National Coal Resource
National Coal Resource Assessment (NCRA)
The NCRA project was a multi-year effort by the U.S. Geological Survey (USGS) Energy Resources Program to identify, characterize, and assess the coal resources that will supply a major part of the Nation’s energy needs during the next few decades. The purpose of the NCRA was to (1) digitally assess selected coal beds and zones that will be the most important in the next few decades, (2) create publicly available stratigraphic,... [+]
geochemical, and geographic information system (GIS) databases to answer a variety of questions to government, industry and public decision makers, and (3) provide interpretive geologic and geochemical information for the primary coal resources of the Nation.
The NCRA study was a five-region project designed to provide a geologic assessment of the top-producing coal beds and coal zones in the United States. The five regions include:
(1) Northern and Central Appalachian Basin
(2) Gulf Coast
(3) Illinois Basin
(4) Colorado Plateau
(5) Northern Rocky Mountains and Great Plains
The NCRA was a cooperative effort between the USGS and a number of State geological surveys in these coal-bearing regions. A study of coal resources on Federal lands was also conducted.
The USGS coal resource assessments have produced coal resource maps and descriptions, or models, that identify and characterize the coal beds and coal zones that will provide the bulk of the U.S. production for the next several decades. The assessments are designed to provide geoscientists, policy makers, planners, and the general public with concise geologic information on the quantity and quality of the remaining coal resources. Official ERP coal assessment methodologies are currently available within this website.
NCRA geochemical databases will provide accurate and comprehensive information to aid in the prediction of potential emissions from the combustion of coal from of those coal beds and coal zones. In addition, NCRA data can directly aid in the delineation of areas with potential for coal-bed methane production, mine flooding, surface subsidence, and acid mine drainage.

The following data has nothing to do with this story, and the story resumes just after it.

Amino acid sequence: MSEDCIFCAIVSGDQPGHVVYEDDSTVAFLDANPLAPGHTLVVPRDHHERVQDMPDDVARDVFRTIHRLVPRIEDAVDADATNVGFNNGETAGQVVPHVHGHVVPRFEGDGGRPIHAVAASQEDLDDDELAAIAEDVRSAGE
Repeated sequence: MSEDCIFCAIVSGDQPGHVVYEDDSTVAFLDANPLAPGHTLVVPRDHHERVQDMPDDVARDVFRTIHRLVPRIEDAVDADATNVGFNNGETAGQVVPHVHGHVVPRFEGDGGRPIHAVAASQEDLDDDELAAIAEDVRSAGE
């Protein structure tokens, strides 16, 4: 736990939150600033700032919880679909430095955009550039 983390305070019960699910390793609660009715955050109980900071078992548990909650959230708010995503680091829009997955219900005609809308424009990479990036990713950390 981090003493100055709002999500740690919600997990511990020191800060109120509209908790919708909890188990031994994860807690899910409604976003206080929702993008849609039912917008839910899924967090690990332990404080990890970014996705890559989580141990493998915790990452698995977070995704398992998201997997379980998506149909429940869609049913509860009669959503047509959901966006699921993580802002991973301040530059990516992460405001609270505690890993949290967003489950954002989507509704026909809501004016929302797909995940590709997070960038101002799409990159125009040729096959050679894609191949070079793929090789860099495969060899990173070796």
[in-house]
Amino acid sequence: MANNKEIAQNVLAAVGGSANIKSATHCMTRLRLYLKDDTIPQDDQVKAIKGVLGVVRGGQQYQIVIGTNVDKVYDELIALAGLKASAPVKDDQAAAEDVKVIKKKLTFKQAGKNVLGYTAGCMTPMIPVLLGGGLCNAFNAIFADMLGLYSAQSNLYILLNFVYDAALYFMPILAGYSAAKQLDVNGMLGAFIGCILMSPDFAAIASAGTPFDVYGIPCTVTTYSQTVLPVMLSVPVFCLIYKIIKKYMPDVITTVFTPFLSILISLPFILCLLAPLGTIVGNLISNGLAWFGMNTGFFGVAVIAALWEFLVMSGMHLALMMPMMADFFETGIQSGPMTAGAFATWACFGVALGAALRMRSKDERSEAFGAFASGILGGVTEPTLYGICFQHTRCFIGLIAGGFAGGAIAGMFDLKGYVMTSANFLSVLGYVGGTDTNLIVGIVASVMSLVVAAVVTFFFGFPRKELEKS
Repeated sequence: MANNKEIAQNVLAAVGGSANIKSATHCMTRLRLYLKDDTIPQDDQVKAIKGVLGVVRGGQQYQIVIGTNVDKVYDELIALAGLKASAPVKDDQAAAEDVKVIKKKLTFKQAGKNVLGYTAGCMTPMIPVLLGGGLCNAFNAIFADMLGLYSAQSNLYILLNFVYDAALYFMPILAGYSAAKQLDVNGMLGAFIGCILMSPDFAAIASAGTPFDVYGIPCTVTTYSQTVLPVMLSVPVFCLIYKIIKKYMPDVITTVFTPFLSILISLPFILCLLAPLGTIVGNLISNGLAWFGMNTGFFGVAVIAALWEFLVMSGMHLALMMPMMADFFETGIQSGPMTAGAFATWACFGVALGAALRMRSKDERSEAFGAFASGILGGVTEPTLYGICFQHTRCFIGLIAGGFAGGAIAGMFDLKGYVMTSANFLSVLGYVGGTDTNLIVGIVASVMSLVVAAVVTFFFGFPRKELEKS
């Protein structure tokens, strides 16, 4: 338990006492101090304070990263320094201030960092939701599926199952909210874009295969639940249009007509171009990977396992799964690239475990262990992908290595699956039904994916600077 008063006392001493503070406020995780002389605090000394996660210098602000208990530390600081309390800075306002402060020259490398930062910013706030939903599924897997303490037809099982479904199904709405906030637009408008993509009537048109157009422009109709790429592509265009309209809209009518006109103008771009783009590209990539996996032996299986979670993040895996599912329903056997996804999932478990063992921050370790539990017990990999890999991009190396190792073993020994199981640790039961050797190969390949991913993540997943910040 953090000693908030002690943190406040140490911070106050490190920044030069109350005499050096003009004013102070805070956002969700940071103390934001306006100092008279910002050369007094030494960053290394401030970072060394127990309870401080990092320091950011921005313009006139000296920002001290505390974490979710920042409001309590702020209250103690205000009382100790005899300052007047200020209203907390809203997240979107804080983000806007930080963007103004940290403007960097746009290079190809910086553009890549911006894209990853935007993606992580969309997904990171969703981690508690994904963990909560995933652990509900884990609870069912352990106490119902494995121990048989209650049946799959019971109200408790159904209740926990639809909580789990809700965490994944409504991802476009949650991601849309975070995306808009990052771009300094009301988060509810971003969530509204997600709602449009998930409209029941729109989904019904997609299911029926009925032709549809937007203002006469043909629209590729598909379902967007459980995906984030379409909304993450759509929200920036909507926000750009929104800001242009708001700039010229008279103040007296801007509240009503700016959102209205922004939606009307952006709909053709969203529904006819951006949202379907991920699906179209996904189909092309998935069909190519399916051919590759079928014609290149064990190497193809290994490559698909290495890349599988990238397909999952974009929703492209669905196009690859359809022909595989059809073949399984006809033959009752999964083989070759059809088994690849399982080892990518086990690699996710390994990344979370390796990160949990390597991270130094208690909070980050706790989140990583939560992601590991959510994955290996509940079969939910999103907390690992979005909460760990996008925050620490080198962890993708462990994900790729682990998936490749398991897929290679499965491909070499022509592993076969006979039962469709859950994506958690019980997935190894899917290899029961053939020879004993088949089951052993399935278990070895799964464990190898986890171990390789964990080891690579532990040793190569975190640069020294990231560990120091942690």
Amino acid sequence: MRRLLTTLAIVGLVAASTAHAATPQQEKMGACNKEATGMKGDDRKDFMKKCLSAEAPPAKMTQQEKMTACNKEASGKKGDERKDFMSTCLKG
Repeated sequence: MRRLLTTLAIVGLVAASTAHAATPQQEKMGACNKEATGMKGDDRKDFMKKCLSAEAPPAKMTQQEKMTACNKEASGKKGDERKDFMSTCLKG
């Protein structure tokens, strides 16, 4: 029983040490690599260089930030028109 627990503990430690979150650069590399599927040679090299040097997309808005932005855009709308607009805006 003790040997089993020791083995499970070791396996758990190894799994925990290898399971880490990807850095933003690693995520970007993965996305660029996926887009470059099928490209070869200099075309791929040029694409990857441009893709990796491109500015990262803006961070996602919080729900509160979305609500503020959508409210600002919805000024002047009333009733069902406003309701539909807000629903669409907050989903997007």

The USGS Energy Resources Program researches and provides studies on the quantity, quality, and location of the Nation’s coal resources and has world class research facilities investigating coal petrology and coal quality. These studies address coal extraction, utilization and disposal issues, human health and environmental impact issues, and identify suitable resources for the Nation’s electric power generation.
The U.S. Geological Survey Energy Resources Program has developed coal databases to monitor the location, quantity, and physical and chemical characteristics of U.S. coal and coal-related deposits.
Coal fields of the conterminous United States—National Coal Resource Assessment updated version (contains downloadable GIS and metadata files):
USGS Open-File Report 2012–1205
Drill hole data for coal beds in the Powder River Basin, Montana and Wyoming:
USGS Data Series 713
Coal database for Cook Inlet and North Slope, Alaska:
USGS Digital Data Series 599
Shallow Coal Exploration Drill-Hole Data—Alabama, Georgia, Kentucky, Louisiana, Mississippi, Missouri, North Carolina, South Carolina, Tennessee, and Texas:
USGS Open-File Report 2011-1262
Page Last Modified: Monday, March 31, 2014